Starting citalopram treatment in older adults was associated with an increase in the 90-day risk of hospital encounter for ventricular arrhythmias, when compared to two referent antidepressants. Findings from the study are published in PLOS One.

A team of Canadian researchers conducted a population-based retrospective cohort study of older adults (average age 76) from 2002–2012 who were newly prescribed citalopram (n=137,701) or escitalopram (n=38,436) vs. those prescribed referent antidepressants sertraline or paroxetine (n=96,620). The primary outcome measure was a hospital encounter with ventricular arrhythmia within 90 days of a new prescription as determined by hospital diagnostic codes. Secondary outcome was all-cause mortality within 90 days. 

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The data showed an increased risk of a hospital encounter with ventricular arrhythmia with citalopram vs. referent antidepressants (0.06% s. 0.04%, relative risk [RR] 1.53, 95% CI: 1.03–2.29) as well as a higher risk of mortality (3.49% vs. 3.12, RR 1.12, 95% CI: 1.06–1.18). Escitalopram, however, was not associated with an increased risk of ventricular arrhythmia vs. referent antidepressants (0.03% vs. 0.04%, RR 0.84, 95% CI: 0.42–1.68) but an increased risk of mortality (2.86% vs. 2.63, RR 1.09, 95% CI: 1.1–1.18).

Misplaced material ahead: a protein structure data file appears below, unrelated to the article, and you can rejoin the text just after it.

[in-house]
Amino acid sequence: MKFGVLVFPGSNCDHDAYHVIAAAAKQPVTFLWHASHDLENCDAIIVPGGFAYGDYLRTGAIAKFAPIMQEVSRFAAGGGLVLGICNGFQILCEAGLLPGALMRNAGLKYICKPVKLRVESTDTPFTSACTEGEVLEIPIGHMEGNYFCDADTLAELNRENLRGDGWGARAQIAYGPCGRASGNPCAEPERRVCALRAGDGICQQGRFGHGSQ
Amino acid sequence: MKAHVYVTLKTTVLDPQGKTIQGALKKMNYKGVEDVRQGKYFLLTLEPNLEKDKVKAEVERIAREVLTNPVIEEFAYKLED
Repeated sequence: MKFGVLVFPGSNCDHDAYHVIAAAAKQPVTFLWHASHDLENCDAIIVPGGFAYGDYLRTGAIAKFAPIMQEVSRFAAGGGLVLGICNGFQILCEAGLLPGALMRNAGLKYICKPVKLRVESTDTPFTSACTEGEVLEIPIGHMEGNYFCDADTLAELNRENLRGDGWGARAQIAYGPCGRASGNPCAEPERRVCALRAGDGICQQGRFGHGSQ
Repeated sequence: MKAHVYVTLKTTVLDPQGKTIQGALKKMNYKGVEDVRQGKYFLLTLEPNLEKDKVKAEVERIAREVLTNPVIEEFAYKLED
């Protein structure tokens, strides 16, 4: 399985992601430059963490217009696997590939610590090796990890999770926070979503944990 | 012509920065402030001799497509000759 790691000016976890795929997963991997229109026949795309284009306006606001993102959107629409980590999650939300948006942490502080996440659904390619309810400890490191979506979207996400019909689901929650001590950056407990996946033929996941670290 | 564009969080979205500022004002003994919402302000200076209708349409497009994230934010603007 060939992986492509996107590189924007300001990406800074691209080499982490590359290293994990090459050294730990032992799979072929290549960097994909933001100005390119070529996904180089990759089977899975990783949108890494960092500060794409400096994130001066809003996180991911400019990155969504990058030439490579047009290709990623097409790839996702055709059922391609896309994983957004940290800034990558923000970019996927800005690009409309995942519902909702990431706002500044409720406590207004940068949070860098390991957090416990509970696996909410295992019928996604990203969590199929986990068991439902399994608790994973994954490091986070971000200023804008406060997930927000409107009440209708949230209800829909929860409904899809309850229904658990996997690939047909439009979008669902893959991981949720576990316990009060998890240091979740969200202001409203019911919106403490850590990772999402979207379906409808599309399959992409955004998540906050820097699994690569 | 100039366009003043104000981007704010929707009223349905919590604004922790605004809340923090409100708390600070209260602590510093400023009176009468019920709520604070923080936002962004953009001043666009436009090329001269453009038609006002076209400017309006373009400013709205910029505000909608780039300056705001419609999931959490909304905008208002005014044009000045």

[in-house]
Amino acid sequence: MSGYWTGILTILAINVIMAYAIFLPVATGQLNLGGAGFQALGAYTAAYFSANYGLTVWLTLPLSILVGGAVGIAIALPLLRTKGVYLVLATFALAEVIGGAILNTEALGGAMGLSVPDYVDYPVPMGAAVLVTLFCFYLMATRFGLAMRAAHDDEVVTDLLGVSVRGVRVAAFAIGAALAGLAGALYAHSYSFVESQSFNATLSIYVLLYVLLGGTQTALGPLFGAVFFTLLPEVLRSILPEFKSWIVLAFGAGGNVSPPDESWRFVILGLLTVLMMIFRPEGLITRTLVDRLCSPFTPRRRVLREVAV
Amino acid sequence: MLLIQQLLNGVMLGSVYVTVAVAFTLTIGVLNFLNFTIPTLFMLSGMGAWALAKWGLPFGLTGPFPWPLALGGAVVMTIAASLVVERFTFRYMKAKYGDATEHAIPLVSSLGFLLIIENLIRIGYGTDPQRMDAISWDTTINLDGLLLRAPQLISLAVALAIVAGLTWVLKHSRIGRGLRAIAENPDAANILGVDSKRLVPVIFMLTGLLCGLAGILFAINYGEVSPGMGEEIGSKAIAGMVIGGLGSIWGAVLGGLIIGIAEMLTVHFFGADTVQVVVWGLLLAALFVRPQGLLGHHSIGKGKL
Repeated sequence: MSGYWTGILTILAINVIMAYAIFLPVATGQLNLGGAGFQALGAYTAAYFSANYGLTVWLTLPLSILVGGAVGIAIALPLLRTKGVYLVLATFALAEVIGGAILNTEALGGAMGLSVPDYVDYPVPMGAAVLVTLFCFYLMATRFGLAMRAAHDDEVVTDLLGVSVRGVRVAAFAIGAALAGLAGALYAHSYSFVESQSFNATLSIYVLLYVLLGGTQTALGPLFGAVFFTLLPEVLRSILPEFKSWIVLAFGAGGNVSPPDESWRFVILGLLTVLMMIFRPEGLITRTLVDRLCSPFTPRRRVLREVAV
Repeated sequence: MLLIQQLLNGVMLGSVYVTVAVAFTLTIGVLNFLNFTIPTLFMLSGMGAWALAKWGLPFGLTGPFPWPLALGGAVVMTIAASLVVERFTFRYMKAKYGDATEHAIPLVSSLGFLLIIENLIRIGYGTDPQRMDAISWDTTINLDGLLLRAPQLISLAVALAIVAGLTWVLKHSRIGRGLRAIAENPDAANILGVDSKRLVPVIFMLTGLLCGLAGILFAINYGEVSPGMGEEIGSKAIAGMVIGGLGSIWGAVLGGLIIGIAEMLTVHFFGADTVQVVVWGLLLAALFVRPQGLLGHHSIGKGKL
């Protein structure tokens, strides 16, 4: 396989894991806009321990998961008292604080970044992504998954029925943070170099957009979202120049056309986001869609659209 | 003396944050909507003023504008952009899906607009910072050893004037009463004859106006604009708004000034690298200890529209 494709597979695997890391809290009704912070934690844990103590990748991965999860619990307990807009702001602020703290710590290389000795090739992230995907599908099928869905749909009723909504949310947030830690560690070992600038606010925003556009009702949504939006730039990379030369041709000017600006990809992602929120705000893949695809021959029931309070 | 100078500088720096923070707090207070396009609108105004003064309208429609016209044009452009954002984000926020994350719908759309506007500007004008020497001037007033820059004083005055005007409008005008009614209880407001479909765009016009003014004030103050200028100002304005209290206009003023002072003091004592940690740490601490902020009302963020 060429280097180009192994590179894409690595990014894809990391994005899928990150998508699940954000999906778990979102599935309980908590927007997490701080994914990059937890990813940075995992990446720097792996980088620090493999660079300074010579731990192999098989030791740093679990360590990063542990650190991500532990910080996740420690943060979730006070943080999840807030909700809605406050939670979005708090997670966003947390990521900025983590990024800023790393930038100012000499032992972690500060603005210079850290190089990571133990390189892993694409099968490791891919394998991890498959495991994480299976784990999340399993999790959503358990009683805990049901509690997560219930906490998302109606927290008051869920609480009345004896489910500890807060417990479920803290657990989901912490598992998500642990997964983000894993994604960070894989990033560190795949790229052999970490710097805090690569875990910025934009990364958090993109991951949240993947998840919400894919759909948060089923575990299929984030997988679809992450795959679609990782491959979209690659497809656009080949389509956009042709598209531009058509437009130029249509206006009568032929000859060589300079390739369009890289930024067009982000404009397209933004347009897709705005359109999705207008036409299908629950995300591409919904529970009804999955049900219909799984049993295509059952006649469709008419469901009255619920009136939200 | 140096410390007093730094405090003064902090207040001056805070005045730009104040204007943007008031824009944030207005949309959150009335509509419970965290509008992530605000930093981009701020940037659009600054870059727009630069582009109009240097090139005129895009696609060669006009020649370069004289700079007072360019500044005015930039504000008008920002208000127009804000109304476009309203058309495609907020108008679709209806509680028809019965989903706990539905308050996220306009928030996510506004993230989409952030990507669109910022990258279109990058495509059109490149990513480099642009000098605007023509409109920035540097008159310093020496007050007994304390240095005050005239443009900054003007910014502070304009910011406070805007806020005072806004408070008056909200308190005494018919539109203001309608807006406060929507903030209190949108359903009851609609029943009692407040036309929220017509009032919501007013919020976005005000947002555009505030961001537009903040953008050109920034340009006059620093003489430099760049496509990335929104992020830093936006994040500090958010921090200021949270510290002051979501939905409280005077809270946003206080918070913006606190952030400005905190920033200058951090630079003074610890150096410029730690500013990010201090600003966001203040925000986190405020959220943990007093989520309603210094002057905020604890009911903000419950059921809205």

Findings from the study support a small but statistically significant increase in the 90-day risk of a hospital encounter for ventricular arrhythmia. 

For more information visit plos.org.